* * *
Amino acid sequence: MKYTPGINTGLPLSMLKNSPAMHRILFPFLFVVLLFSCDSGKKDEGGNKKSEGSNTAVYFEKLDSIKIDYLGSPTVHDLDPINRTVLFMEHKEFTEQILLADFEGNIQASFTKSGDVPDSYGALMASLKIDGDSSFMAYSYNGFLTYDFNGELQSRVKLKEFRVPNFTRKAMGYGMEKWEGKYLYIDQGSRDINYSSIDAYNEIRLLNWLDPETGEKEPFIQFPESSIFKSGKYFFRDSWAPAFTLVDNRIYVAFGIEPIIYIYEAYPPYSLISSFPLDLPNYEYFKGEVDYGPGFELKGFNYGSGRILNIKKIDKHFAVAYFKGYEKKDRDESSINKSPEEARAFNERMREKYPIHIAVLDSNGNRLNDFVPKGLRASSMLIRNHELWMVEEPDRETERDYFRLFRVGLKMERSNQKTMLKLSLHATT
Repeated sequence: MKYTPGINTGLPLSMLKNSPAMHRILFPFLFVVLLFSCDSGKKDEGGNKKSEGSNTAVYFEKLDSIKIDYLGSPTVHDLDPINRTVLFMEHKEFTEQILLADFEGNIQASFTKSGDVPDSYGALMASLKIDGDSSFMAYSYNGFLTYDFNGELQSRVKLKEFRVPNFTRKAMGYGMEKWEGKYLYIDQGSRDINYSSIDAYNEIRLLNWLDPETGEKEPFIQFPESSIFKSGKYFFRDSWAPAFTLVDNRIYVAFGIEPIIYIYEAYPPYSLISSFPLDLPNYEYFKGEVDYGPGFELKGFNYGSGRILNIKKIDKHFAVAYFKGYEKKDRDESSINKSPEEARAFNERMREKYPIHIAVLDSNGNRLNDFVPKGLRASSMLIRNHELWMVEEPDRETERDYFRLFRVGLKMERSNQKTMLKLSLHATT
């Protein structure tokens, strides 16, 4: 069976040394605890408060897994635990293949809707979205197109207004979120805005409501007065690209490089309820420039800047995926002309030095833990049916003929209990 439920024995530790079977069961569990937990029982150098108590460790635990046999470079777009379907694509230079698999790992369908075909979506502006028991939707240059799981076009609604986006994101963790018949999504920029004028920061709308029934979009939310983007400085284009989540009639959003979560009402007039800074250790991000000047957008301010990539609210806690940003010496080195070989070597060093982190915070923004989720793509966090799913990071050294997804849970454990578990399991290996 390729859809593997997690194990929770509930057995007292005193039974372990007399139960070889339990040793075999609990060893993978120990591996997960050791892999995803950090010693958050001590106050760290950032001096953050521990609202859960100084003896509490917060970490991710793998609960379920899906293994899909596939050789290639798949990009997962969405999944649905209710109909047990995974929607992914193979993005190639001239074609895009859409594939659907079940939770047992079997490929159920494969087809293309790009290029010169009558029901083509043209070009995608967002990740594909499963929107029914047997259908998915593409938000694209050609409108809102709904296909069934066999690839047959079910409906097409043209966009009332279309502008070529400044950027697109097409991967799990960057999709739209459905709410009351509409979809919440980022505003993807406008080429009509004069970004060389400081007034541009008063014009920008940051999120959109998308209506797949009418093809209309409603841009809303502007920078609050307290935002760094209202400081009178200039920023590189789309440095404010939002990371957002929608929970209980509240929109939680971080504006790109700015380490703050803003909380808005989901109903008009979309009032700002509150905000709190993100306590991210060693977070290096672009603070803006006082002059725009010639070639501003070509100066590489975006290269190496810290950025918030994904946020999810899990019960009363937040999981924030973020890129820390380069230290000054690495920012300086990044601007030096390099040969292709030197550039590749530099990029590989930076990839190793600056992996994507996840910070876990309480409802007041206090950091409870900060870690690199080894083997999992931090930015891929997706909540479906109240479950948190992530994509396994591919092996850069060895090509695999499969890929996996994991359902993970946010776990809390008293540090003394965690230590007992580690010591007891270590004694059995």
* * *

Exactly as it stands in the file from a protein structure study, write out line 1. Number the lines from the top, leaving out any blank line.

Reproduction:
Amino acid sequence: MKYTPGINTGLPLSMLKNSPAMHRILFPFLFVVLLFSCDSGKKDEGGNKKSEGSNTAVYFEKLDSIKIDYLGSPTVHDLDPINRTVLFMEHKEFTEQILLADFEGNIQASFTKSGDVPDSYGALMASLKIDGDSSFMAYSYNGFLTYDFNGELQSRVKLKEFRVPNFTRKAMGYGMEKWEGKYLYIDQGSRDINYSSIDAYNEIRLLNWLDPETGEKEPFIQFPESSIFKSGKYFFRDSWAPAFTLVDNRIYVAFGIEPIIYIYEAYPPYSLISSFPLDLPNYEYFKGEVDYGPGFELKGFNYGSGRILNIKKIDKHFAVAYFKGYEKKDRDESSINKSPEEARAFNERMREKYPIHIAVLDSNGNRLNDFVPKGLRASSMLIRNHELWMVEEPDRETERDYFRLFRVGLKMERSNQKTMLKLSLHATT